City of Vancouver to follow suit
By Mercedes Deutscher, News Editor
Port Coquitlam became yet another BC municipality—after New Westminster, Quesnel, and the Huu-ay-aht First Nations—to award its staff a living wage at the beginning of 2017.
All those employed by the city are now guaranteed a minimum wage of $20.64 per hour—$9.84 more than BC’s current minimum wage. Those who have not had their contracts renewed yet may still be paid under the new wage, but can expect the raise by the end of the year.
A task force of city managers will calculate the exact costs of the new living wage, with a formalized report due in the spring to be certified by the Port Coquitlam city council.
The change will hopefully raise some of Port Coquitlam’s families above the poverty line. Last year, the Living Wage for Families Campaign reported to the Port Coquitlam city council that 15 per cent of children in the city, or approximately one in seven, lived below the poverty line.
“Implementing a living wage is a small cost for a big impact in the lives of low-wage workers and contractors who will breathe a little easier at the end of the month,” said Deanna Ogle, member of the Living Wage for Families Campaign, in a statement.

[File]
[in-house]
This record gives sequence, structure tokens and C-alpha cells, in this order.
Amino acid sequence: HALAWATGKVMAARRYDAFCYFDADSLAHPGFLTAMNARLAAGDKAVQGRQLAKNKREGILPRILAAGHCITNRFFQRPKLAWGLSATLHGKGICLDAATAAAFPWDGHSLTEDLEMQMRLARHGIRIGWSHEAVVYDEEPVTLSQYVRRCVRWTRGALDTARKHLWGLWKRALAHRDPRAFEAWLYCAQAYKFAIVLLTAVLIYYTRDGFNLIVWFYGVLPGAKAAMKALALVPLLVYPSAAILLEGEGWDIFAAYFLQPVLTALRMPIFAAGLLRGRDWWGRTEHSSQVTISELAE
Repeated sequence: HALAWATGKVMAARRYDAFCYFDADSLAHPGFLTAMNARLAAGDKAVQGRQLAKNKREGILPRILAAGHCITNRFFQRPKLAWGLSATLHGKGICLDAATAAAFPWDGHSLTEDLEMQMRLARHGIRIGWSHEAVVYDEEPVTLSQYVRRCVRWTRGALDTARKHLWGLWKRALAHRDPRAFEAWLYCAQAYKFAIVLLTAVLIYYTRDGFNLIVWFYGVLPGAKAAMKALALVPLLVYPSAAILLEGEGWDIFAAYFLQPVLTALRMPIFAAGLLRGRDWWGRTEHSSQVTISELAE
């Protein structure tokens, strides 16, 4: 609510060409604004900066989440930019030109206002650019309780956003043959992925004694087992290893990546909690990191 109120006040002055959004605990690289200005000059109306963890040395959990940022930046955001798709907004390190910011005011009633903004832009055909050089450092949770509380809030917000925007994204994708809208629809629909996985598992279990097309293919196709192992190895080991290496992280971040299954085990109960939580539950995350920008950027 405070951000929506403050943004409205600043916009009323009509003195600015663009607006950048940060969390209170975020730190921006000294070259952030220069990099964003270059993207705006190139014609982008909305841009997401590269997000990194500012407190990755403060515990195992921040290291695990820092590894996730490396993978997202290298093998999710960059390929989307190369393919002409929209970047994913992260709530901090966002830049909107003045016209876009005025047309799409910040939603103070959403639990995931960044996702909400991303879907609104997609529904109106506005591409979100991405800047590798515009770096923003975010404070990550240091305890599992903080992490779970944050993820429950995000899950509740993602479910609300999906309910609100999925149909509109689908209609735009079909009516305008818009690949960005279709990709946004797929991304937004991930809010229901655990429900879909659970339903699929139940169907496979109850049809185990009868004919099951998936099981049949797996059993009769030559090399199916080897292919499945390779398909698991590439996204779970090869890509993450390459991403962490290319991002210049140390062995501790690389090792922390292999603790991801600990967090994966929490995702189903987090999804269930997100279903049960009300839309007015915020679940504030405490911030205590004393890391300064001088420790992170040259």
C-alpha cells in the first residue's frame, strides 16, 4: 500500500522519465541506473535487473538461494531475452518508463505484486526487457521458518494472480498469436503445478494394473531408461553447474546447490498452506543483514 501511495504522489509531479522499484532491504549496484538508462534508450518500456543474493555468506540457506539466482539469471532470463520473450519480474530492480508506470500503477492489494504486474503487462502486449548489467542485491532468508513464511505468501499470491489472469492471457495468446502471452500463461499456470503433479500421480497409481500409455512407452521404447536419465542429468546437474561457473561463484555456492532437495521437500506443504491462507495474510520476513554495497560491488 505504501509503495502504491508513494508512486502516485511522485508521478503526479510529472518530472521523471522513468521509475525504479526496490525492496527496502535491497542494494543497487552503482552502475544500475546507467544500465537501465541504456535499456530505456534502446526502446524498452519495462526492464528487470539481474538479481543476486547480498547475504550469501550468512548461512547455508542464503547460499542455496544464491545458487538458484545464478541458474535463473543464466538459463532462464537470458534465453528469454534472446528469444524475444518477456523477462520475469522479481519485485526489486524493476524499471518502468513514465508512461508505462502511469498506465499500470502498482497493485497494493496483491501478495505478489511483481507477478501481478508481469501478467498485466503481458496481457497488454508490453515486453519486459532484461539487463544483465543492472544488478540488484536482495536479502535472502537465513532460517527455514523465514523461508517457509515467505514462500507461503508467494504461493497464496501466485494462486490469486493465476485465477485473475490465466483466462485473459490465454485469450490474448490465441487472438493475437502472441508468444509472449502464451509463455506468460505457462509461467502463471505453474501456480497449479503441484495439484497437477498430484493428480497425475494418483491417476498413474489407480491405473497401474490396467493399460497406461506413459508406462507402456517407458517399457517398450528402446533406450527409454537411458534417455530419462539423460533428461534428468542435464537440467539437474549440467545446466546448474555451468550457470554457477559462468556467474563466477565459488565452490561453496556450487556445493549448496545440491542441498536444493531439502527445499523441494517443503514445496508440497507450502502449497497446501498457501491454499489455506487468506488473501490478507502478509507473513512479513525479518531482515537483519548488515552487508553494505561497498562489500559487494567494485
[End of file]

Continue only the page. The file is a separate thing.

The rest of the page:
However, it is unknown whether the wage increase for city employees will make a significant difference for Port Coquitlam families living under the poverty line as a whole, since the wage increase will only affect those hired by the city, not those who make their living in the service industries.
Port Coquitlam’s changes will be soon followed by the City of Vancouver, who will be awarding living wages to not only its city staff, but also staff members of the Vancouver Public Library and the police board.
“Changing this reality requires a host of policy initiatives at all levels of government. But without question, having a major city government adopt a living wage policy is an important piece of the mix,” said Seth Klein, the director of the BC branch of the Living Wage for Families Campaign, to the CBC.
Ogle scrutinized the provincial government for being relatively absent from the growing conversation on living wage, noting that it is something the BC Liberals should be taking interest in with the provincial election around the corner.
“This is an opportunity to make poverty an issue. Affordable living is something that we want to see all political parties endorse,” Ogle said to the Tri-City News.